Govt au­di­tors in dou­ble dip­ping storm

Chronicle (Zimbabwe) - - National News - Leonard Ncube Vic­to­ria Falls Re­porter

GOV­ERN­MENT au­di­tors as­signed to in­spect schools coun­try­wide are re­port­edly dou­ble dip­ping as they get paid by in­di­vid­ual schools for their ser­vices de­spite be­ing on na­tional duty with fully paid travel and sub­sis­tence al­lowances.

School heads at­tend­ing the Na­tional As­so­ci­a­tion of Pri­mary Heads (Naph) con­fer­ence in Vic­to­ria Falls yes­ter­day al­leged that they were be­ing made to pay about $250 to a team of au­di­tors when­ever it vis­its schools.

The head­mas­ters raised con­cern over the dou­ble dip­ping soon af­ter a chief in­ter­nal au­di­tor in the Min­istry of Pri­mary and Sec­ondary Ed­u­ca­tion Mr Nicholas Shuva pre­sented a pa­per on crit­i­cal fi­nan­cial su­per­vi­sion skills.

“Who should pay au­di­tors for au­dit­ing schools? Each time they come to our schools we are asked to pay them for their ser­vices.

“Don’t they have their own travel and sub­sis­tence al­lowances be­cause pay­ing them is like pay­ing po­lice to mount a road block?” quizzed one head­mistress.

There was de­bate on the is­sue as school heads de­manded clar­ity on whether they should pay. An­other head­mas­ter said: “Au­di­tors and district schools in­spec­tors (DSIs) are both Gov­ern­ment work­ers but why should au­di­tors be paid while DSIs don’t de­mand any­thing.

“We are forced to pay $250 and you can imag­ine how much they get from say 100 schools they can visit in a district.”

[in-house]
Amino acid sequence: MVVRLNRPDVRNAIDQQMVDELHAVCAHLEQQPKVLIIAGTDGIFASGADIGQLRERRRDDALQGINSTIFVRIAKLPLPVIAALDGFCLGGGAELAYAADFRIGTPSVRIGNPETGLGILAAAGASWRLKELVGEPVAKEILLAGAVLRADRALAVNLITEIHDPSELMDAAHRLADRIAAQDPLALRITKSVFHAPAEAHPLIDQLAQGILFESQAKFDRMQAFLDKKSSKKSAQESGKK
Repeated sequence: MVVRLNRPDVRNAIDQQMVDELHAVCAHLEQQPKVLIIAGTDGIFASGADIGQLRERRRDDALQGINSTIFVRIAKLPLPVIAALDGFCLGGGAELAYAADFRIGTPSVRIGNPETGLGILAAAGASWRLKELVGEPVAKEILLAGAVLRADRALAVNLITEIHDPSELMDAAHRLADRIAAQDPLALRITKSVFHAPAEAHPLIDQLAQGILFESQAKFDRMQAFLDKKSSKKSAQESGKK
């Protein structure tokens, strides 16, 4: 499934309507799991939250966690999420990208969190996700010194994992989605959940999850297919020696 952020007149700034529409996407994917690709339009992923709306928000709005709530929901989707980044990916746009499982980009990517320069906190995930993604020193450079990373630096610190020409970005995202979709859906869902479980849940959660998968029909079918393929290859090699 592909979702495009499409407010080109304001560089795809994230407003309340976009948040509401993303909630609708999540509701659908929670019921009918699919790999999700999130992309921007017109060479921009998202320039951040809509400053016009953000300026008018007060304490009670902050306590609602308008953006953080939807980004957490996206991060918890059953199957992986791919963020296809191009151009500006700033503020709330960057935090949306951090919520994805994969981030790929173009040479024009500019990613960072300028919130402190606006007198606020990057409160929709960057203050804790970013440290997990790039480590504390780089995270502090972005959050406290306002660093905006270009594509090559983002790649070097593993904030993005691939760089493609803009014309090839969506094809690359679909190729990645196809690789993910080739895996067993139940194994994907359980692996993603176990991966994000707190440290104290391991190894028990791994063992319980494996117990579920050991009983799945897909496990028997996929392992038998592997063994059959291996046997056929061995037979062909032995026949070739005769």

Par­tic­i­pants said they had no problems pay­ing pri­vate au­di­tors but were fail­ing to un­der­stand why Gov­ern­ment of­fi­cers who are on the state’s pay­roll get money from schools.

An au­di­tor in the Ed­u­ca­tion Min­istry, Mr Mla­muli Moyo, said if ever some au­di­tors were de­mand­ing or ac­cept­ing money from schools, that was not al­lowed.

“What you are pay­ing for is not for au­dit­ing but for their up­keep. Their up­keep in­cludes lunch, sup­per and ac­com­mo­da­tion.

“Au­di­tors are paid by the Pub­lic Ser­vice and some­times schools are only asked to fa­cil­i­tate an ad­min­is­tra­tion fee,” said Mr Moyo.

“There seems to be a mis­un­der­stand­ing which I think em­anated from the way the in­for­ma­tion was dis­sem­i­nated.

“The whole is­sue started when mis­sion schools of­fered to pay some­thing to be au­dited but in essence no school is ex­pected to pay for the au­di­tors.”

He added: “Au­di­tors aren’t sup­posed to get any money. What you only in­cur is for their up­keep and if they are de­mand­ing any money that can’t be con­doned. Their al­lowances should go through the district of­fices.”

Act­ing Per­ma­nent Sec­re­tary in the Min­istry of Pri­mary and Sec­ondary Ed­u­ca­tion Mr Josephat Mu­da­vanhu said he will for­ward the head­mas­ters’ con­cerns to the min­istry to deal with the mat­ter.

Gov­ern­ment in­sti­tuted an ex­ten­sive au­dit of its schools coun­try­wide af­ter it was re­alised that they had gone for years with­out their books be­ing checked, amid al­le­ga­tions of abuse of funds — @ncubeleon.

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